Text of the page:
ALPA@Work: CIRP Chairs Share Experiences, Discuss Best Practices

By John Perkinson, Senior Staff Writer
Capt. “Bo” Corby (Northwest, Ret.), standing, recalls the stress of having to make an emergency landing in a hostile nation.

“When a workplace tragedy occurs, we’re all one team regardless of the union logo or different job description,” said Capt. Louise Cullinan (Mesa), ALPA’s Critical Incident Response Program (CIRP) chair, during a recent meeting that included ALPA CIRP representatives as well as representatives from other North American and European aviation organizations. CIRP, which is part of ALPA’s Air Safety Organization Pilot Assistance Group, provides post-incident/-accident crisis intervention through peer-to-peer support to help affected pilots recover more quickly.

“It’s vital that we work together to help people manage and overcome the harmful stress reactions that often follow critical aviation incidents or accidents,” Cullinan noted.

The meeting, held at ALPA’s Herndon, Va., Conference Center in April, included presentations and discussions on hot-topic issues and best practices. Presenters included Capt. Alan Campbell (Delta, Ret.) who recounted the events of Aloha Airlines Flight 243 that on April 28, 1988, experienced an explosive decompression followed by the loss of approximately 18 feet of its upper forward fuselage. While Aloha Capt. Robert Schornstheimer and F/O Madeline “Mimi” Tompkins safely landed the B-737, both dealt with issues stemming from the accident for nearly a year. And both withheld what they were experiencing for fear of losing their medical certificates.

Campbell explained that Flight 243 served as the impetus for ALPA’s CIRP and that in the following years he worked together with Tompkins and Capt. Robert Sumwalt, a former US Airways pilot who now chairs the NTSB, to research and develop the program. In May 1994, the Association’s Executive Board unanimously recognized and approved funding for CIRP. ALPA has since worked with the International Critical Incident Stress Foundation and other organizations helping to develop aviation crisis-intervention and stress-management programs around the globe.

A critical incident can take many forms, and Capt. Galey “Bo” Corby (Northwest, Ret.) described what it was like to land in a hostile nation after his DC-10 experienced multiple warnings for an aft cargo fire. The flight crew of Northwest Airlines Flight 41, which was transporting 241 passengers from Mumbai, India, to Amsterdam, Netherlands, was compelled to make an emergency landing at Mehrabad International Airport in Tehran, Iran, on June 19, 2005.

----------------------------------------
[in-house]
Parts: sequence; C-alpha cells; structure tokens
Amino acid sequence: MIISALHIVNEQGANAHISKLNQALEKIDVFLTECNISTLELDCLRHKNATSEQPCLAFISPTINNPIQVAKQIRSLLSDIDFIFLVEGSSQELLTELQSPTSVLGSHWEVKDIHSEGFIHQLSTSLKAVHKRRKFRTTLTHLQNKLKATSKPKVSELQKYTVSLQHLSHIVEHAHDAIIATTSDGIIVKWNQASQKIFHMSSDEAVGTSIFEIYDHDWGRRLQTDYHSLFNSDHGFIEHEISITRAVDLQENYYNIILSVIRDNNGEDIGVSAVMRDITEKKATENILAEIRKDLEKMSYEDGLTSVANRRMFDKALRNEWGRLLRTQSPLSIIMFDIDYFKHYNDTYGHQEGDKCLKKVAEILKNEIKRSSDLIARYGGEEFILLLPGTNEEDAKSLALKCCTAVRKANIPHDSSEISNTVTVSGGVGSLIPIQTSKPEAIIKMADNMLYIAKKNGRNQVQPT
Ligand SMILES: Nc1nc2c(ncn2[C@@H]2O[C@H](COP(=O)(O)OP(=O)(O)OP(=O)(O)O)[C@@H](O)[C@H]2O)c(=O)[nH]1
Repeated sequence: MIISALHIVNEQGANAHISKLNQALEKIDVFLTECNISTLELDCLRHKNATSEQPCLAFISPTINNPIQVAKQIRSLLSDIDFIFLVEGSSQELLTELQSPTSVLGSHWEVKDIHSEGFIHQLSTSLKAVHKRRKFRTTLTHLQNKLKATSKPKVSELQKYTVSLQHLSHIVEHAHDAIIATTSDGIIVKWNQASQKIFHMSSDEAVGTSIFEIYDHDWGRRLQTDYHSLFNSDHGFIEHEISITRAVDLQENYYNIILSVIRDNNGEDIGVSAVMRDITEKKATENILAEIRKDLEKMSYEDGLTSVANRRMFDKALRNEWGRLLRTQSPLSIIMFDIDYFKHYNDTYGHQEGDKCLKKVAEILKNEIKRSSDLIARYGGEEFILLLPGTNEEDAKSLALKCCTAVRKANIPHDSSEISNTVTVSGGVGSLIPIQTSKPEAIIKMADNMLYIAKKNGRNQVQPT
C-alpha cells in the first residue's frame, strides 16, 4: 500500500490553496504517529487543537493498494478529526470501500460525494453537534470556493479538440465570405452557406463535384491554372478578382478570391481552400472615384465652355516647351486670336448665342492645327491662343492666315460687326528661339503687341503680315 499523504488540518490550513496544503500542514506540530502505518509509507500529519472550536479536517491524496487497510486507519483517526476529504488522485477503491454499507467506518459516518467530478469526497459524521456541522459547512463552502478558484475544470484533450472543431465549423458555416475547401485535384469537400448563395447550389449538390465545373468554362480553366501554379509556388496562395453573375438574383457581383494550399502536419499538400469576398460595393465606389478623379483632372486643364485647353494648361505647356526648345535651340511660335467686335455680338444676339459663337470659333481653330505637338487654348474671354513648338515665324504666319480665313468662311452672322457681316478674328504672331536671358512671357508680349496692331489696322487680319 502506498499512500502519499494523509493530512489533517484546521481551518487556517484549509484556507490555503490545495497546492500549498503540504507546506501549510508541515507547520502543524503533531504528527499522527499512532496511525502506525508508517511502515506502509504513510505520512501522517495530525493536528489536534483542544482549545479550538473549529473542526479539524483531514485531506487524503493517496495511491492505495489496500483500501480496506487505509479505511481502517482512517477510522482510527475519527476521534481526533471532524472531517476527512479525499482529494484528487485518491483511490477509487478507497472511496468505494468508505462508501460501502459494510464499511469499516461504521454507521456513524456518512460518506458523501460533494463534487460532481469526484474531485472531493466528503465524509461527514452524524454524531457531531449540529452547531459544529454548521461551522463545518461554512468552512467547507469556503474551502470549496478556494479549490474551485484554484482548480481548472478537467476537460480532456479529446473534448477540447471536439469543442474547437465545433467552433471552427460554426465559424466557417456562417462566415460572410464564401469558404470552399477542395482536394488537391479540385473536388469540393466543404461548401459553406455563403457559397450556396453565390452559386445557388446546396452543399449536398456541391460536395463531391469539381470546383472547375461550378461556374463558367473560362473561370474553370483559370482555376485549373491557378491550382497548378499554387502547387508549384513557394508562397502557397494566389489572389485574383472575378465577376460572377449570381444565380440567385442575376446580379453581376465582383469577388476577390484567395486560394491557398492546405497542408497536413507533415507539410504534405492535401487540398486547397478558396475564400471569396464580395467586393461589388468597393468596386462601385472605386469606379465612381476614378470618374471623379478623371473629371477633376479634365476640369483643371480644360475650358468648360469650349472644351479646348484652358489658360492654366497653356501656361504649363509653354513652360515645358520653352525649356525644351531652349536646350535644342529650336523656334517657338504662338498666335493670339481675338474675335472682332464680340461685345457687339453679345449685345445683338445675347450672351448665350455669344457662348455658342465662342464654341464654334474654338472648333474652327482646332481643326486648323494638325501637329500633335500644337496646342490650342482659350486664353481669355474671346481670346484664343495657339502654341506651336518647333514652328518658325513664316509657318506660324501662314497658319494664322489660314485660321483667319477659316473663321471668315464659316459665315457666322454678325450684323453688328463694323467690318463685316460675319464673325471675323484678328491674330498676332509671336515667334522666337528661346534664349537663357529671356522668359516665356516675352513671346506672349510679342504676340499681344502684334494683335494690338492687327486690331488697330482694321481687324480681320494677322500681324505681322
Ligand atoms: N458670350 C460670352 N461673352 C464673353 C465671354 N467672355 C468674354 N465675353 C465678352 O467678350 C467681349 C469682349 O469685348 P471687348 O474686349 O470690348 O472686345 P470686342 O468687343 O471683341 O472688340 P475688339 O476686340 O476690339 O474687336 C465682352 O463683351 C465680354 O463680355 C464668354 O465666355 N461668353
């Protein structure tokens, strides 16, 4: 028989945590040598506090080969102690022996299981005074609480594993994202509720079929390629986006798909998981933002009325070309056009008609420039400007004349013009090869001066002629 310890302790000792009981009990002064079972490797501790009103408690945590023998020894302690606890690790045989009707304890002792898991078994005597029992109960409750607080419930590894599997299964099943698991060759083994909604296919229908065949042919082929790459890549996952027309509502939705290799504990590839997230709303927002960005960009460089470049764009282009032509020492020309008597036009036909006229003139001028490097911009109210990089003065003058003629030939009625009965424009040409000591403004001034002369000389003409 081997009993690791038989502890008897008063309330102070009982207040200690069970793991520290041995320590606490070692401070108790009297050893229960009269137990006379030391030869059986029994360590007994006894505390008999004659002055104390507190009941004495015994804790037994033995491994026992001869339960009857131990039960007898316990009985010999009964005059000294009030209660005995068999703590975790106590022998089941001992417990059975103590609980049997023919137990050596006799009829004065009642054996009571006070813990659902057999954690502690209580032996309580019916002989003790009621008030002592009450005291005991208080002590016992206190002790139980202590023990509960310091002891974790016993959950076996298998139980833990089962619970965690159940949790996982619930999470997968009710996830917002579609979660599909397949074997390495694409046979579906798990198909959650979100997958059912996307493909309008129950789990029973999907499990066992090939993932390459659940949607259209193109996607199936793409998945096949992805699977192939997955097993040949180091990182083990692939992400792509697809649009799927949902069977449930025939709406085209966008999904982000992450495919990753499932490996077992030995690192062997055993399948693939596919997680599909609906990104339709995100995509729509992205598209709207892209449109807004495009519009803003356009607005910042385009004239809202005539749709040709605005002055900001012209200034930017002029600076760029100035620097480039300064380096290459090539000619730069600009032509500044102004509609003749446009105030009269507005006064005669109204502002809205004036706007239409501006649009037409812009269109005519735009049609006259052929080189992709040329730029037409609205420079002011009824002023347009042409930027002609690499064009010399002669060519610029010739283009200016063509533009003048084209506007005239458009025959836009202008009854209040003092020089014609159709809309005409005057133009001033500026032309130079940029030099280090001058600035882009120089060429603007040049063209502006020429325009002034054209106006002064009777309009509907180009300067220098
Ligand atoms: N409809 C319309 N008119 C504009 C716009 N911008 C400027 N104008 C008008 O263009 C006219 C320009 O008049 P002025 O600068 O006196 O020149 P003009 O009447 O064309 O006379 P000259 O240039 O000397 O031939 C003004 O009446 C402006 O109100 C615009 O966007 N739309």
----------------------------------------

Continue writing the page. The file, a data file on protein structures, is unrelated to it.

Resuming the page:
Corby had previously flown for Iran Air and knew some Farsi as well as many of the local customs. “Everything works in Iran; it just works in a different way,” he remarked. Despite the system warnings, there was no fire, and Corby reported that he, his crew, and the passengers were treated very well. However, the event was both taxing and traumatic, and Corby later divulged that he regretted declining CIRP services.

Operational irregularities can be more commonplace in the manufacturing world, and Capt. Christopher Caps discussed his experiences as a Boeing flight test pilot and CIRP rep. In 2010 a massive electrical fire broke out during the test certification of an aircraft. “Smoke was coming up the sidewalls of the cabin, and once the plane touched down, there was an evacuation on the runway,” he recalled.

Caps noted how such an event can affect more than just the pilots involved, sharing that numerous employees working on the project submitted their resignations. That’s when Caps decided to contact Cullinan to help create CIRP at his company. “The response was overwhelming,” he observed, adding that Boeing management continues to be very supportive.

In addition to presenters, several attendees had their own stories to share. Grant “Sid” Lawrence, a search-and-rescue helicopter captain who flies Ireland Coast Guard missions, described an accident in March 2017 that claimed the lives of four of his fellow pilots. “We spent 42 days looking for our friends,” he said, noting that residents of the nearby community placed candles in the windows of their homes each of those nights. Soon after, Lawrence’s organization reached out to the Irish ALPA pilots of Aer Lingus to help set up a peer-support program.

CIRP chair meeting participants also talked about the recent engine failure of Southwest Airlines Flight 1380 and how it affected air traffic controllers working the flight. In addition, they discussed how CIRP is administered at their airlines and organizations and how their companies notify them of events.


This article was originally published in the June 2018 issue of Air Line Pilot.

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